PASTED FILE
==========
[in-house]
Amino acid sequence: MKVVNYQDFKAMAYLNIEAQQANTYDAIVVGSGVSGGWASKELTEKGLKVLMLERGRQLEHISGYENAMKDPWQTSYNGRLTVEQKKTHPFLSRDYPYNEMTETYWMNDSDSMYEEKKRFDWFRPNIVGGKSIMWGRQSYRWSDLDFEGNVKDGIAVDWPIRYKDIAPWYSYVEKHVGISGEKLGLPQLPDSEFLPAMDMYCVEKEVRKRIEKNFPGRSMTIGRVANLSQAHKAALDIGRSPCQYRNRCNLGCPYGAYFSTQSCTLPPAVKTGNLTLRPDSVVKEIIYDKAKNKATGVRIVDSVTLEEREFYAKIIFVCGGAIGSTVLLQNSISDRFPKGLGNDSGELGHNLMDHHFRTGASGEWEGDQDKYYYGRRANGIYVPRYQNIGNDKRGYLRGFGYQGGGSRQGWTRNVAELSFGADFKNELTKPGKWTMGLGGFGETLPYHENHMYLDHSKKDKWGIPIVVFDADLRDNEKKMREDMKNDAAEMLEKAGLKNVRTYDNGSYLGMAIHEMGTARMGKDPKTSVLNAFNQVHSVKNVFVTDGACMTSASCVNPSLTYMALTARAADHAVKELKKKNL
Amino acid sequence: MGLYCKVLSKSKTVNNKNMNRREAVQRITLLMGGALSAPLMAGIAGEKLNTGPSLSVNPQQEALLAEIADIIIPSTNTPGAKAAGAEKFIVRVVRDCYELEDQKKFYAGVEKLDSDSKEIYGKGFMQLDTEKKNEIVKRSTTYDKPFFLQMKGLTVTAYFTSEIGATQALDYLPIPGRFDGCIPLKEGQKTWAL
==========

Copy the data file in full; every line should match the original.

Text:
[in-house]
Amino acid sequence: MKVVNYQDFKAMAYLNIEAQQANTYDAIVVGSGVSGGWASKELTEKGLKVLMLERGRQLEHISGYENAMKDPWQTSYNGRLTVEQKKTHPFLSRDYPYNEMTETYWMNDSDSMYEEKKRFDWFRPNIVGGKSIMWGRQSYRWSDLDFEGNVKDGIAVDWPIRYKDIAPWYSYVEKHVGISGEKLGLPQLPDSEFLPAMDMYCVEKEVRKRIEKNFPGRSMTIGRVANLSQAHKAALDIGRSPCQYRNRCNLGCPYGAYFSTQSCTLPPAVKTGNLTLRPDSVVKEIIYDKAKNKATGVRIVDSVTLEEREFYAKIIFVCGGAIGSTVLLQNSISDRFPKGLGNDSGELGHNLMDHHFRTGASGEWEGDQDKYYYGRRANGIYVPRYQNIGNDKRGYLRGFGYQGGGSRQGWTRNVAELSFGADFKNELTKPGKWTMGLGGFGETLPYHENHMYLDHSKKDKWGIPIVVFDADLRDNEKKMREDMKNDAAEMLEKAGLKNVRTYDNGSYLGMAIHEMGTARMGKDPKTSVLNAFNQVHSVKNVFVTDGACMTSASCVNPSLTYMALTARAADHAVKELKKKNL
Amino acid sequence: MGLYCKVLSKSKTVNNKNMNRREAVQRITLLMGGALSAPLMAGIAGEKLNTGPSLSVNPQQEALLAEIADIIIPSTNTPGAKAAGAEKFIVRVVRDCYELEDQKKFYAGVEKLDSDSKEIYGKGFMQLDTEKKNEIVKRSTTYDKPFFLQMKGLTVTAYFTSEIGATQALDYLPIPGRFDGCIPLKEGQKTWAL